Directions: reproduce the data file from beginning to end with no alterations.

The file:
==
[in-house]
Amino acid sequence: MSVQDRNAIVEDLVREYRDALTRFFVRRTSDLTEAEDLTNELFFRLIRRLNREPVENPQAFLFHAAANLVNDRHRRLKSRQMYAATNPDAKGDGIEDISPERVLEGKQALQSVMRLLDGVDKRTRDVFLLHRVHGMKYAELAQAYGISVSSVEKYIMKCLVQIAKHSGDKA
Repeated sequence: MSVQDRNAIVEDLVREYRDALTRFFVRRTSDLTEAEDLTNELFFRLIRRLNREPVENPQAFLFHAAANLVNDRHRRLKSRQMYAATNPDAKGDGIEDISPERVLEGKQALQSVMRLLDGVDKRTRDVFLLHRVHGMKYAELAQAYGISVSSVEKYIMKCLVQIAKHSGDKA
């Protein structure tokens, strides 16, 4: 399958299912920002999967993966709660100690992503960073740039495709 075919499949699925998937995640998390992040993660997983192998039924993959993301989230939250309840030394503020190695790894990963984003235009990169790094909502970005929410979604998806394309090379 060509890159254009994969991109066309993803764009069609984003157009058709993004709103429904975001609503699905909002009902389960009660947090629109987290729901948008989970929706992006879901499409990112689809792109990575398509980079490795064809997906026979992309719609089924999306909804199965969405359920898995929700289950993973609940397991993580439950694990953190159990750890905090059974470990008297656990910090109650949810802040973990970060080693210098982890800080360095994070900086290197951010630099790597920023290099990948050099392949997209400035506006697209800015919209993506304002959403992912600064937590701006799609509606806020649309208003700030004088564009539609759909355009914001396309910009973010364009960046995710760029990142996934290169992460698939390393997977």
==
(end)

[in-house]
Amino acid sequence: MSVQDRNAIVEDLVREYRDALTRFFVRRTSDLTEAEDLTNELFFRLIRRLNREPVENPQAFLFHAAANLVNDRHRRLKSRQMYAATNPDAKGDGIEDISPERVLEGKQALQSVMRLLDGVDKRTRDVFLLHRVHGMKYAELAQAYGISVSSVEKYIMKCLVQIAKHSGDKA
Repeated sequence: MSVQDRNAIVEDLVREYRDALTRFFVRRTSDLTEAEDLTNELFFRLIRRLNREPVENPQAFLFHAAANLVNDRHRRLKSRQMYAATNPDAKGDGIEDISPERVLEGKQALQSVMRLLDGVDKRTRDVFLLHRVHGMKYAELAQAYGISVSSVEKYIMKCLVQIAKHSGDKA
């Protein structure tokens, strides 16, 4: 399958299912920002999967993966709660100690992503960073740039495709 075919499949699925998937995640998390992040993660997983192998039924993959993301989230939250309840030394503020190695790894990963984003235009990169790094909502970005929410979604998806394309090379 060509890159254009994969991109066309993803764009069609984003157009058709993004709103429904975001609503699905909002009902389960009660947090629109987290729901948008989970929706992006879901499409990112689809792109990575398509980079490795064809997906026979992309719609089924999306909804199965969405359920898995929700289950993973609940397991993580439950694990953190159990750890905090059974470990008297656990910090109650949810802040973990970060080693210098982890800080360095994070900086290197951010630099790597920023290099990948050099392949997209400035506006697209800015919209993506304002959403992912600064937590701006799609509606806020649309208003700030004088564009539609759909355009914001396309910009973010364009960046995710760029990142996934290169992460698939390393997977």